Malik Kafur

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Malik Kafur (died 1316), also known as Taj al-Din Izz al-Dawla, was a prominent slave-general of the Delhi Sultanate ruler Alauddin Khalji. He was captured by Alauddin's general Nusrat Khan during the 1299 invasion of Gujarat, and rose to prominence in the 1300s.

As a commander of Alauddin's forces, Kafur defeated the Mongol invaders in 1306. Subsequently, he led a series of expeditions in the southern part of India, against the Yadavas (1308), the Kakatiyas (1310), the Hoysalas (1311), and the Pandyas (1311).


  • The medieval historian, Ziauddin Barni described the invasion of Devagiri,
    Malik Naib Kafur reached Deogir and laid the country waste. He made Ramdeo and his sons prisoners, and took his treasures, as well as elephants. Great spoil fell into his hands .. and he returned with it triumphant to Dehli, carrying with him Ramdeo. The Sultan showed great favour to the Rai and sent him back in great honour ... to Deogir, which place he confirmed in his possession. The Rai was ever afterwards obedient, and sent his tribute regularly as long as he lived.
    • Barani, in (Elliot and Dowson Vol. III: 200-201). quoted from Jain, M. (2019). Flight of deities and rebirth of temples: Episodes from Indian history.244
  • Thereafter, Malik Kafur set out for Warangal, which he reached in 1310. It was then ruled by the Kakatiya king, Prataprudradeva. Amir Khusrau (1253-1325) provided details of the siege of the double-walled city,
    The wall of Arangal was made of mud, but so strong that a spear of steel could not pierce it: and if a ball from a western catapult were to strike against it, it would rebound like a nut with which children play with...
    Orders were issued that every man should erect behind his own tent a kath-gar, that is a wooden defence. The trees were cut with axes and felled, notwithstanding their groans: and the Hindus, who worship trees, could not at that time come to the rescue of their idols, so that every cursed tree which was in that capital of idolatry was cut down to the roots; and clever carpenters applied the sharp iron to shape the blocks, so that a wooden fortress was drawn around the army of such stability, that if fire had rained from heaven their camp would have been unscathed...The Naib Amir gave daily orders to attack the chiefs of Laddar Deo (Prataprudradeva), and he also ordered the ‘western stoneballs’ to be thrown at the wall from every direction’ to demolish it, and reduce it to powder...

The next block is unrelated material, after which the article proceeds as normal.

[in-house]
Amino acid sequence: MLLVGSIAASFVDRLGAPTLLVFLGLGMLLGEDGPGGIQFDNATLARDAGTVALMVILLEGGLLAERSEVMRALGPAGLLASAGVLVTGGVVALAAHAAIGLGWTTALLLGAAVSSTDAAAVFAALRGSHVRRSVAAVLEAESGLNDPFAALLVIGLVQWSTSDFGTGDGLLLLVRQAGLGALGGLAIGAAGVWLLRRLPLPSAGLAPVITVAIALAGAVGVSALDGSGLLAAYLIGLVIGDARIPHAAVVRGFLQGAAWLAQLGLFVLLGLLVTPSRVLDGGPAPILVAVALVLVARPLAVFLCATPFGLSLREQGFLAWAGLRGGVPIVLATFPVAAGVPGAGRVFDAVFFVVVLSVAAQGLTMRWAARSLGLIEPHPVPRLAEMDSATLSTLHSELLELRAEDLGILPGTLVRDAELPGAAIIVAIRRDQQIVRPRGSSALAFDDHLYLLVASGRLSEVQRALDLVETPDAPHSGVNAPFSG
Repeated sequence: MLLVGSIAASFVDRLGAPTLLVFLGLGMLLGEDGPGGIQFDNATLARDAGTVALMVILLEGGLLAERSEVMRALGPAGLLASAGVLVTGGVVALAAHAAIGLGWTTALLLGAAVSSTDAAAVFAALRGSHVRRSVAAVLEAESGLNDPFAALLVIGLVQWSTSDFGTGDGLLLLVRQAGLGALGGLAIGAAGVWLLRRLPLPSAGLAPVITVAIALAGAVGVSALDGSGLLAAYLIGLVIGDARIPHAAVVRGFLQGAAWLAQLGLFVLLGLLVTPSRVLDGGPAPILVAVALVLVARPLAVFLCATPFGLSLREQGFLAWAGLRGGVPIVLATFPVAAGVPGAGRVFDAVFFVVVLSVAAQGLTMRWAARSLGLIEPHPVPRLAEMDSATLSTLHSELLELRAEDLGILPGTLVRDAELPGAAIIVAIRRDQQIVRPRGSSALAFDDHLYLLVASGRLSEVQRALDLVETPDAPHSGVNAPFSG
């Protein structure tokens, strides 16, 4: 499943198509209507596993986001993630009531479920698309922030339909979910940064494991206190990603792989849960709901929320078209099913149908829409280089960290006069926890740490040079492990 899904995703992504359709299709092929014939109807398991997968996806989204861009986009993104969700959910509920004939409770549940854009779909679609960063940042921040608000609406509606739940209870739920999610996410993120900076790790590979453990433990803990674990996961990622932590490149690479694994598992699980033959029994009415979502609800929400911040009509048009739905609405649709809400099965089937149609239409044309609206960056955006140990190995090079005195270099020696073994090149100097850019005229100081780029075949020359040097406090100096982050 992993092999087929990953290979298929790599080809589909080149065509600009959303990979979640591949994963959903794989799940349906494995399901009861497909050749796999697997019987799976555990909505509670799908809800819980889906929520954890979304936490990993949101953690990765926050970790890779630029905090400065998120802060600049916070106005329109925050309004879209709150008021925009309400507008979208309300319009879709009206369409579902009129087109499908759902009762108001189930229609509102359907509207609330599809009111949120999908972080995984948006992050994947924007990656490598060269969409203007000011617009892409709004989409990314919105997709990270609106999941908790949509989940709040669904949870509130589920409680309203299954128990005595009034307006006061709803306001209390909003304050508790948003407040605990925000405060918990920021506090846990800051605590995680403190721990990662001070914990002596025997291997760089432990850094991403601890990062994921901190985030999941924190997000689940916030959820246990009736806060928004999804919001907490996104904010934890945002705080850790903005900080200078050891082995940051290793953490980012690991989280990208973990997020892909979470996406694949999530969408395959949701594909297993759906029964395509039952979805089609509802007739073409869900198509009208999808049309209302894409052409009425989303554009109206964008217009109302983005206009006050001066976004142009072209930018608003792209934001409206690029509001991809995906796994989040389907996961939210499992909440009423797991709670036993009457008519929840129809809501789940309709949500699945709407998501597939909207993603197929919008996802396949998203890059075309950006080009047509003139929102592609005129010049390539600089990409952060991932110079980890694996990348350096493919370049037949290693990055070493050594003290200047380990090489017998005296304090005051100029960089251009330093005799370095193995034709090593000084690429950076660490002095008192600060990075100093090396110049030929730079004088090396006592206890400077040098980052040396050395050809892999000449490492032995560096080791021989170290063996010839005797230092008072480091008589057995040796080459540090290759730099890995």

The Malik took the entire wealth of the Rai which was brought, and threatened a general massacre, if it should be found that the Rai had reserved anything for himself. An engagement was then entered into that the Rai should send jizya annually to Dehli. The Malik left Arangal on the 16th of Shawwal (March 1310 AD) with all his booty, and a thousand animals groaned under the weight of the treasure”.
    • Khusrau in (Elliot and Dowson Vol. III: 80-84, 202-203). quoted from Jain, M. (2019). Flight of deities and rebirth of temples: Episodes from Indian history.244ff
  • In 1311 ce, Malik Kafur again set out for the south, this time against the Hoysala ruler, Vira Ballala III (1291-1342 ce) of Dwarasamudra, and the Pandya kingdom in the far south... Vira Ballala rushed back, but the vicious nature of the invasion forced him to propose a settlement. Malik Kafur was reported to have responded,
    ... he was sent with the object of converting him to Muhammadanism, or of making him zimmi (one who could enjoy the same political privileges as the Muhammadans on payment of jiziya) and subject to pay tax, or of slaying him, if neither of these terms were assented to.
    • (Aiyangar 1971: 98), quoted from Jain, M. (2019). Flight of deities and rebirth of temples: Episodes from Indian history.245